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September 07, 2008

Rwanda tackles soil erosion

Over the years local residents of Rebero in Gicumbi District north of the Rwandan capital of Kigali, watched as their soil was washed away by rain.

They also had to contend with landslides. Until a local group, the Rebero Emergency Response and Mitigation (ERDM) committee, started to reclaim the land in 2004, mainly through terracing.

"After being trained in risk management we came up with a community disaster preparedness plan," said Eugene Habyarimana, the committee chairman.

Working with the NGO World Vision, ERDM's activities aim to reduce the risk of disaster and increase agricultural productivity among the predominantly farming population of Rebero. Formed in partnership with the government, the ERDM represents the administrative unit known as a sector - part of Rwanda's administrative structure that comprises provinces, districts, sectors and cells split into groups of 10 houses.

Some results can already be seen. "We are teaching the community how to construct different types of terraces," said William Ngabo, a humanitarian emergency affairs manager with World Vision Rwanda. "We are starting to see some improvement. Previously, the soils from the hills would cover the crops growing in the valleys, these days that has reduced."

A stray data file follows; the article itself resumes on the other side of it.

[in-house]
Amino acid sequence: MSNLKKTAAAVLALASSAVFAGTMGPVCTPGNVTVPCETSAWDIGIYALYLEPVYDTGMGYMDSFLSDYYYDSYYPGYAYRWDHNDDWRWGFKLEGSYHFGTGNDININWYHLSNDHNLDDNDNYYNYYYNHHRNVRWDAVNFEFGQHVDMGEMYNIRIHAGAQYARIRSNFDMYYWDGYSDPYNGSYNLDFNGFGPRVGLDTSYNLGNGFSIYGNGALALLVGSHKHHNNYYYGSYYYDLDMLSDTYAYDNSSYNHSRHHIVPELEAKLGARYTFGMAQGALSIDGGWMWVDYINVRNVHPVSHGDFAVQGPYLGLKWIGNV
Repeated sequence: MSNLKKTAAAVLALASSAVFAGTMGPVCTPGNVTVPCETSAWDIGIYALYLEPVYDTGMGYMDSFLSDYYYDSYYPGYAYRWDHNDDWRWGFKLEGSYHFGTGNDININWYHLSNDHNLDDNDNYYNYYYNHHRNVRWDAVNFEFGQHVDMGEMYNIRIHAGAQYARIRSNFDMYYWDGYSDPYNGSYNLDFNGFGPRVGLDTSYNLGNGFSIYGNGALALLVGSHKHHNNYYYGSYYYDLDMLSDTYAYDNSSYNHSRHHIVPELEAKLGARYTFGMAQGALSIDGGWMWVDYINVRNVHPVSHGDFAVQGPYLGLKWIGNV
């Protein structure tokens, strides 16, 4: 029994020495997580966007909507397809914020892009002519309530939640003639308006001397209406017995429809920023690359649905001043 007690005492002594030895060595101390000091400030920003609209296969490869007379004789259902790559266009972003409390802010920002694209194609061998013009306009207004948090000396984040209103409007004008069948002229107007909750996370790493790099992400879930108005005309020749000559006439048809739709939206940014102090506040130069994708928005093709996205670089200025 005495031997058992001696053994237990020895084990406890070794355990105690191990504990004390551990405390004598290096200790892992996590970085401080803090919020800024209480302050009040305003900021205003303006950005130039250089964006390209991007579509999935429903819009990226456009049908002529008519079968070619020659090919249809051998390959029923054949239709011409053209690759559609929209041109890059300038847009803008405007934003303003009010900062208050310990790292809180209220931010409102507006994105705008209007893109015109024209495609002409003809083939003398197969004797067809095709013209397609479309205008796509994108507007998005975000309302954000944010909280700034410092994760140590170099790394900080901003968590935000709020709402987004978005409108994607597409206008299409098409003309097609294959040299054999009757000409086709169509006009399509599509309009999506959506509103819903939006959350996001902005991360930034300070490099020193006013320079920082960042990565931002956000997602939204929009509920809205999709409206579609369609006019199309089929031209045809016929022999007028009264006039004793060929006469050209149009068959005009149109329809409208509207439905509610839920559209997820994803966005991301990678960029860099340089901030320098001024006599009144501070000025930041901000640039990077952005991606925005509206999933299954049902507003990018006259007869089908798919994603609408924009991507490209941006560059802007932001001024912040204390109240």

Rebero is just one area in Rwanda experiencing problems related to land, in a country with a population density estimated at 310 people per sqkm. With about nine million living on 26,338 sqkm of land, Rwanda supports the densest population in Africa, most of who are engaged in subsistence agriculture.

According to the agriculture ministry, the lack of enough arable land for Rwanda's population is exacerbated by the country's small territory, which does not offer many alternatives to increased land use. Apart from being small, the land is degraded. Erosion is responsible for soil nutrient losses estimated at 945,200 tonnes of organic materials, 41,210 of nitrogen, 280 of phosphorus and 3,055 tonness of potash annually.

"We estimate that erosion affects [our] ability to feed 40,000 persons per year," the ministry said in a recent statement. Erosion was directly responsible for the leaching of arable soils and indirectly for increased transport of solids through waterways downstream.

At least 37.5 percent of the land in Rwanda needs to be managed before being cultivated, and overall an estimated 39.1 percent of the land has a high erosion risk. So far, few measures against erosion have been implemented and losses from erosion per year average close to 14 million tonnes of soil, according to the ministry.


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